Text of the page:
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Title: Evidence-based medicine, "placebos" and the homeopathy controversy
Author: Turner, Andrew James
ISNI:       0000 0004 2726 898X
Awarding Body: University of Nottingham
Current Institution: University of Nottingham
Date of Award: 2012
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Homeopathic treatment has been available on the UK’s National Health Service (NHS) since 1948. In recent years the continued provision of homeopathy through the NHS has been increasingly questioned as part of the ascendency of evidence-based medicine (EBM). Indeed, in 2009 the House of Common’s Science and Technology committee commenced an ‘Evidence Check’ inquiry into Government policy supporting the NHS provision of homeopathic treatments. The controversy over whether homeopathic treatments ‘really’ work and whether they should be available through the NHS has generated much debate: at the heart of the controversy are questions about the nature of evidence in medicine, the validity of randomised trials and the nature and utility of ‘placebo effects’. Critics of homeopathy put forward the simple argument that best available evidence shows homeopathic treatments to be equivalent to placebo, and therefore conclude that it should not be available through publically funded healthcare. This thesis presents a critical examination of the concepts of EBM and ‘placebos’ and re-evaluates their role in the controversy around homeopathy. This thesis examines what kind of foundation the EBM philosophy of evidence provides for the arguments made in the controversy, and the role that ‘placebos’ play as both an evidential and normative standard. There are two basic arguments: first, that the arguments justifying the EBM philosophy of evidence are fundamentally unclear, but also that the interpretation given to EBM, in debates about homeopathy, cannot be sustained. Second, that the concept of ‘placebos’ should be abandoned entirely: a framework is developed for talking about the effectiveness of treatments that removes much confusion about the epistemological and ethical standards that effective treatments should be held to. In addition to attempting to provide conceptual clarity to the controversy, the main conclusion is that the Science and Technology Committee have (on the basis of their own assumptions) understated their evidential arguments, by ignoring mechanistic evidence for whether homeopathic treatments are effective, and they have overstated their ethical arguments, they do not provide good reasons to remove provision of homeopathic treatment through the NHS.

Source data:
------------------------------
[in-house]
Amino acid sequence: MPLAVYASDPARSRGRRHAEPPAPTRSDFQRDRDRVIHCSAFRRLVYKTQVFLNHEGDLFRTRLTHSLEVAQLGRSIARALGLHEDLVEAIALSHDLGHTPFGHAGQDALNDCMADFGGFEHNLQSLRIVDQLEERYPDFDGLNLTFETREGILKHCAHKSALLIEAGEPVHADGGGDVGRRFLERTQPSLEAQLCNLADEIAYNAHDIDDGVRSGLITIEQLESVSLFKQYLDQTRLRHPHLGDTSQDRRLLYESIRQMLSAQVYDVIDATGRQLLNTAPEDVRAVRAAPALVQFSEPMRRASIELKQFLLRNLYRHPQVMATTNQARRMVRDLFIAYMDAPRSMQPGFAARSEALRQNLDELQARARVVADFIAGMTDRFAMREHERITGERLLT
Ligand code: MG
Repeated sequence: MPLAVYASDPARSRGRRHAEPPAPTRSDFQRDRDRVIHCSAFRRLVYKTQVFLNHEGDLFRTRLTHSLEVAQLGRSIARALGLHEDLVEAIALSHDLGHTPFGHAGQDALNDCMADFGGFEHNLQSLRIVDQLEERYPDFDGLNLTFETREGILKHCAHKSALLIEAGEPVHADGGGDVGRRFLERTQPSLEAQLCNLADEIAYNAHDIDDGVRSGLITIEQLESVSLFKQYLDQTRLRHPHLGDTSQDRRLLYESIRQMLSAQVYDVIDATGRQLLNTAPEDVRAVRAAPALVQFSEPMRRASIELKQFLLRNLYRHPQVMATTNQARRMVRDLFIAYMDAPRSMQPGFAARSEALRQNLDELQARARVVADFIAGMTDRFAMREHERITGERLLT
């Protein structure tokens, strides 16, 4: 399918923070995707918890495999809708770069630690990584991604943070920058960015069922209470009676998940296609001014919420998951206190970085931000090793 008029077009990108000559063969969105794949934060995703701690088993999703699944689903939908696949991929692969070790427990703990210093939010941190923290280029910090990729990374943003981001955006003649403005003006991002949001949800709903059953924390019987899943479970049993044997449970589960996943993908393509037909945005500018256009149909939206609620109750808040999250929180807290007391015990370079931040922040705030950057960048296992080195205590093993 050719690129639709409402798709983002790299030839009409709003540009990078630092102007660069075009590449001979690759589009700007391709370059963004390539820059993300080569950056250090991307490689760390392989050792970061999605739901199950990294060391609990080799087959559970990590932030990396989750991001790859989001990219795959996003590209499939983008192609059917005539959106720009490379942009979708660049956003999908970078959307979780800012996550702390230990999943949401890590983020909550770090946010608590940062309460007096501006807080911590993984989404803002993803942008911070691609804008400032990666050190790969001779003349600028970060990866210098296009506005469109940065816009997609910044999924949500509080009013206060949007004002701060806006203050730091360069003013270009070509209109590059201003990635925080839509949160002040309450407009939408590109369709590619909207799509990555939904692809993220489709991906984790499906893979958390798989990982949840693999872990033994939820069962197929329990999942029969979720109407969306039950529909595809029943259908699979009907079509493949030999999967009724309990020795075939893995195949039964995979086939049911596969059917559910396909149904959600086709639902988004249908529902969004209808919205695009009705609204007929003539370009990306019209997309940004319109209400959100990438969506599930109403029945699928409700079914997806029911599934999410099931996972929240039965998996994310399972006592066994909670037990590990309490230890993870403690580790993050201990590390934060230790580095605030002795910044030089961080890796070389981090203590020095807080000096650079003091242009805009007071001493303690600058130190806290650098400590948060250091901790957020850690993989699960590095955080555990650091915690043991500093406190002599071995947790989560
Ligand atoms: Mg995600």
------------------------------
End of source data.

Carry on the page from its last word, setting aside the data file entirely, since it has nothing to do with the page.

Supervisor: Not available Sponsor: Not available
Qualification Name: Thesis (Ph.D.) Qualification Level: Doctoral
EThOS ID:  DOI: Not available
Keywords: R Medicine (General)